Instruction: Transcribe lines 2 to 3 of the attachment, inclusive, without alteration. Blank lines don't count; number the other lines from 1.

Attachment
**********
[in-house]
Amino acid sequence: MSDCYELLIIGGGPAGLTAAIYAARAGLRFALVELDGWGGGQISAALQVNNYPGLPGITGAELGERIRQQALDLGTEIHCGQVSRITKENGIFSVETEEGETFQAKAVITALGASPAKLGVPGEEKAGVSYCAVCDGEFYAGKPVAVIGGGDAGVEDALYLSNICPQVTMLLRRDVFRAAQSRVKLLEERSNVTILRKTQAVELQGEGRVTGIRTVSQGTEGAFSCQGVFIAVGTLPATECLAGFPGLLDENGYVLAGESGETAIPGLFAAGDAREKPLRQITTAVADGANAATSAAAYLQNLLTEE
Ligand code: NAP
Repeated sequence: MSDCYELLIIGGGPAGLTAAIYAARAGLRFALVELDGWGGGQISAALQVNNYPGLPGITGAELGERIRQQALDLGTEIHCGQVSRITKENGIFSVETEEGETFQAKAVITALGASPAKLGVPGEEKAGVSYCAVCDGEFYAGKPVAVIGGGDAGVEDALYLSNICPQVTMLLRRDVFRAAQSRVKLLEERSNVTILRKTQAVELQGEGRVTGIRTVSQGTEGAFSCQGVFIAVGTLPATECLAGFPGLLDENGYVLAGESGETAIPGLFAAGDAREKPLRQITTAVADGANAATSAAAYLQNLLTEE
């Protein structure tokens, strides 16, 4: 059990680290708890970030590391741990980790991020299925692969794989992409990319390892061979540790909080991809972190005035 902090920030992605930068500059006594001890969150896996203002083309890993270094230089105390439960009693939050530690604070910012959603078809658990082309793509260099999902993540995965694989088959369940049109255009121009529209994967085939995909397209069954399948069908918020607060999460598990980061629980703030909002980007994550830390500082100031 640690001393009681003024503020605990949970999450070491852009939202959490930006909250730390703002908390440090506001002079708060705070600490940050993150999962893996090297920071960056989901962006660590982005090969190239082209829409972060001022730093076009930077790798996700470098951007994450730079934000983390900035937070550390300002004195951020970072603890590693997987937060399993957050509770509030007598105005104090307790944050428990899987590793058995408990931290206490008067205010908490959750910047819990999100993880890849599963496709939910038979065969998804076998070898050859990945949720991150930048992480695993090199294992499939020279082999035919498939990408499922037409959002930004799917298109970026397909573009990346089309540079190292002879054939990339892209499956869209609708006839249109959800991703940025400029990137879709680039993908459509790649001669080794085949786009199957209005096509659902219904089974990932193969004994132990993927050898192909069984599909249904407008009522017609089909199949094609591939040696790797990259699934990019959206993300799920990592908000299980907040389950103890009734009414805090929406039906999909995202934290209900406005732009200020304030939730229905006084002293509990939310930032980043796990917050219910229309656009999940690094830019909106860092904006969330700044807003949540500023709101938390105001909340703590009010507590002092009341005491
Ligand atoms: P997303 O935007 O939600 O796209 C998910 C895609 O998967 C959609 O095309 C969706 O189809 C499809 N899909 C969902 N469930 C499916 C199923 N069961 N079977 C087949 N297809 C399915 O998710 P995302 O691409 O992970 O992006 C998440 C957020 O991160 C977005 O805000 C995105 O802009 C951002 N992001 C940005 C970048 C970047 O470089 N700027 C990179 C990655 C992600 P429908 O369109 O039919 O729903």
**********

Amino acid sequence: MSDCYELLIIGGGPAGLTAAIYAARAGLRFALVELDGWGGGQISAALQVNNYPGLPGITGAELGERIRQQALDLGTEIHCGQVSRITKENGIFSVETEEGETFQAKAVITALGASPAKLGVPGEEKAGVSYCAVCDGEFYAGKPVAVIGGGDAGVEDALYLSNICPQVTMLLRRDVFRAAQSRVKLLEERSNVTILRKTQAVELQGEGRVTGIRTVSQGTEGAFSCQGVFIAVGTLPATECLAGFPGLLDENGYVLAGESGETAIPGLFAAGDAREKPLRQITTAVADGANAATSAAAYLQNLLTEE
Ligand code: NAP